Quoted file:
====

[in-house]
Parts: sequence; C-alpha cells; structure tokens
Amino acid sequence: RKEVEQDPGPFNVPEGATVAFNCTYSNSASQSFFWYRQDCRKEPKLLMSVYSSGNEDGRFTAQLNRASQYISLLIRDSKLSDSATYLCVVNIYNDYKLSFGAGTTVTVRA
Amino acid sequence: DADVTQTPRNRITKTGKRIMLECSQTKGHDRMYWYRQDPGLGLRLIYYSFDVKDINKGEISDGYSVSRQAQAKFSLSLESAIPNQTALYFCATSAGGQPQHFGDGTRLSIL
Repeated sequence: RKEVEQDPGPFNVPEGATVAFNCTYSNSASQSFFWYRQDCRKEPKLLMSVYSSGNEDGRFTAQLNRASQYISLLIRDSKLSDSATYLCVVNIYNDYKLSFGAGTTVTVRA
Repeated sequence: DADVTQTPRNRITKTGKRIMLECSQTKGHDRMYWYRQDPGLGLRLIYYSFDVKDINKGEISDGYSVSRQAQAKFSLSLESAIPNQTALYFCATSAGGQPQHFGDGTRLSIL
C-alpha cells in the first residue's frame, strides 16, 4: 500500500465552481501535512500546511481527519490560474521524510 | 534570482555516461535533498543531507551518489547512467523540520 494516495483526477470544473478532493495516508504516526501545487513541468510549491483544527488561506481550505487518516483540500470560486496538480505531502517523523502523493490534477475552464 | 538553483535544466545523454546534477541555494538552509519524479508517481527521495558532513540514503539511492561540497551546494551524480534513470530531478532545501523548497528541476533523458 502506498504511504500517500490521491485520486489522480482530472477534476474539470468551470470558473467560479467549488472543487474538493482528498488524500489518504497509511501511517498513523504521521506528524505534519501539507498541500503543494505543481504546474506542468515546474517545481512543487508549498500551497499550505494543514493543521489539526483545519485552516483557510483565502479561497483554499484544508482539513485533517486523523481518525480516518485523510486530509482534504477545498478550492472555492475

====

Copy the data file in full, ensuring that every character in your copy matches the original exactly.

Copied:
[in-house]
Parts: sequence; C-alpha cells; structure tokens
Amino acid sequence: RKEVEQDPGPFNVPEGATVAFNCTYSNSASQSFFWYRQDCRKEPKLLMSVYSSGNEDGRFTAQLNRASQYISLLIRDSKLSDSATYLCVVNIYNDYKLSFGAGTTVTVRA
Amino acid sequence: DADVTQTPRNRITKTGKRIMLECSQTKGHDRMYWYRQDPGLGLRLIYYSFDVKDINKGEISDGYSVSRQAQAKFSLSLESAIPNQTALYFCATSAGGQPQHFGDGTRLSIL
Repeated sequence: RKEVEQDPGPFNVPEGATVAFNCTYSNSASQSFFWYRQDCRKEPKLLMSVYSSGNEDGRFTAQLNRASQYISLLIRDSKLSDSATYLCVVNIYNDYKLSFGAGTTVTVRA
Repeated sequence: DADVTQTPRNRITKTGKRIMLECSQTKGHDRMYWYRQDPGLGLRLIYYSFDVKDINKGEISDGYSVSRQAQAKFSLSLESAIPNQTALYFCATSAGGQPQHFGDGTRLSIL
C-alpha cells in the first residue's frame, strides 16, 4: 500500500465552481501535512500546511481527519490560474521524510 | 534570482555516461535533498543531507551518489547512467523540520 494516495483526477470544473478532493495516508504516526501545487513541468510549491483544527488561506481550505487518516483540500470560486496538480505531502517523523502523493490534477475552464 | 538553483535544466545523454546534477541555494538552509519524479508517481527521495558532513540514503539511492561540497551546494551524480534513470530531478532545501523548497528541476533523458 502506498504511504500517500490521491485520486489522480482530472477534476474539470468551470470558473467560479467549488472543487474538493482528498488524500489518504497509511501511517498513523504521521506528524505534519501539507498541500503543494505543481504546474506542468515546474517545481512543487508549498500551497499550505494543514493543521489539526483545519485552516483557510483565502479561497483554499484544508482539513485533517486523523481518525480516518485523510486530509482534504477545498478550492472555492475